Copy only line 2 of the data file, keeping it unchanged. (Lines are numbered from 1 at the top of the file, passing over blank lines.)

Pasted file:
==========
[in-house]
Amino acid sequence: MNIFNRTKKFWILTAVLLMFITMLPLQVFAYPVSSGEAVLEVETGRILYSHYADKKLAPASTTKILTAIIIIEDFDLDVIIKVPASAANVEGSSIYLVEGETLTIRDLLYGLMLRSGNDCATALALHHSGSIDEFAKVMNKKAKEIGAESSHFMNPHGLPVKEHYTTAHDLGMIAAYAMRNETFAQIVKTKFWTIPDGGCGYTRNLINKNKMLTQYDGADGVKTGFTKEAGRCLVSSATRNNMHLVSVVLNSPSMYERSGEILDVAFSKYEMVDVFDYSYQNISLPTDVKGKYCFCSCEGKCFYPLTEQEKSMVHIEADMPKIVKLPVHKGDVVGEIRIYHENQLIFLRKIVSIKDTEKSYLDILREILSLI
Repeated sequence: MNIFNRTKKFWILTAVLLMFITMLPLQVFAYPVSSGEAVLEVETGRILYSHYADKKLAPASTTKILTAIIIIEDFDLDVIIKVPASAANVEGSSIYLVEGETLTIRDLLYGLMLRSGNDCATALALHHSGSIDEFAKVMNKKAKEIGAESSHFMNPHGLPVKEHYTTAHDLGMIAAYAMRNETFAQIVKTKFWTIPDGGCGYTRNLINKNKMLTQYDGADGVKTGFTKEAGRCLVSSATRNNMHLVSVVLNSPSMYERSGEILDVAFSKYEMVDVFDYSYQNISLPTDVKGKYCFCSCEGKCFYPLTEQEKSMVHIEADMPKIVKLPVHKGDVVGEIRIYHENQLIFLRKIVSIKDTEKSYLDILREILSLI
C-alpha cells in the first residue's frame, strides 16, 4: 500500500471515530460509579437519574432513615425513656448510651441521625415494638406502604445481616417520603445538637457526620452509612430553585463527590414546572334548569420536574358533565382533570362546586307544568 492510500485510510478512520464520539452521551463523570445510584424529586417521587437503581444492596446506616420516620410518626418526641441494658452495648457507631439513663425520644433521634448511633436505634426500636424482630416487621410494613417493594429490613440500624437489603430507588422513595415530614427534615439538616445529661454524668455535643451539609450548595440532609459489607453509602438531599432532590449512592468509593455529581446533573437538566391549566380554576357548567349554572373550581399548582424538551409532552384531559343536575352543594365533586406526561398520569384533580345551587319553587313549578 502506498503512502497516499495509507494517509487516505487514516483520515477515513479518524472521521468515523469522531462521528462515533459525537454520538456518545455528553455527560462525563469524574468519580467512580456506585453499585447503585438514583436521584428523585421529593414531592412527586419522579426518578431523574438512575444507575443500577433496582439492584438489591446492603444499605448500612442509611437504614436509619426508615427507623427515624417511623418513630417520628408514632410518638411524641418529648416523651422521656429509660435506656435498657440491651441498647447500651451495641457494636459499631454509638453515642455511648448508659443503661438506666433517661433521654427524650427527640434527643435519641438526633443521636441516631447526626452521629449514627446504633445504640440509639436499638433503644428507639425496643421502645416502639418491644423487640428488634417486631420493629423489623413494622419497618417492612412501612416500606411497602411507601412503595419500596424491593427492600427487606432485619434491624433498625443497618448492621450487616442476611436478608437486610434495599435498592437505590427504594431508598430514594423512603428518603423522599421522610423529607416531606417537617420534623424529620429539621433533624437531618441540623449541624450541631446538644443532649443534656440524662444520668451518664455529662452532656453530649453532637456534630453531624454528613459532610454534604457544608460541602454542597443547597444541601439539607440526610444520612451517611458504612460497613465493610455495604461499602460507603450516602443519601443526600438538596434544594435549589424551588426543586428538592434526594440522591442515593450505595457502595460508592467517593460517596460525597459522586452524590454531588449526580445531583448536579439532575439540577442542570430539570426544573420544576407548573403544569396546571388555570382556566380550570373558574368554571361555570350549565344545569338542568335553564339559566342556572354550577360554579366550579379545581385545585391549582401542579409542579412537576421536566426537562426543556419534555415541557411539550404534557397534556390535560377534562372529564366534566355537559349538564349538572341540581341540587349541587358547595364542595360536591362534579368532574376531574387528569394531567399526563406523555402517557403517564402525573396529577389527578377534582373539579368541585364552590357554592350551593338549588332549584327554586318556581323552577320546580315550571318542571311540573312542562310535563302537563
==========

Amino acid sequence: MNIFNRTKKFWILTAVLLMFITMLPLQVFAYPVSSGEAVLEVETGRILYSHYADKKLAPASTTKILTAIIIIEDFDLDVIIKVPASAANVEGSSIYLVEGETLTIRDLLYGLMLRSGNDCATALALHHSGSIDEFAKVMNKKAKEIGAESSHFMNPHGLPVKEHYTTAHDLGMIAAYAMRNETFAQIVKTKFWTIPDGGCGYTRNLINKNKMLTQYDGADGVKTGFTKEAGRCLVSSATRNNMHLVSVVLNSPSMYERSGEILDVAFSKYEMVDVFDYSYQNISLPTDVKGKYCFCSCEGKCFYPLTEQEKSMVHIEADMPKIVKLPVHKGDVVGEIRIYHENQLIFLRKIVSIKDTEKSYLDILREILSLI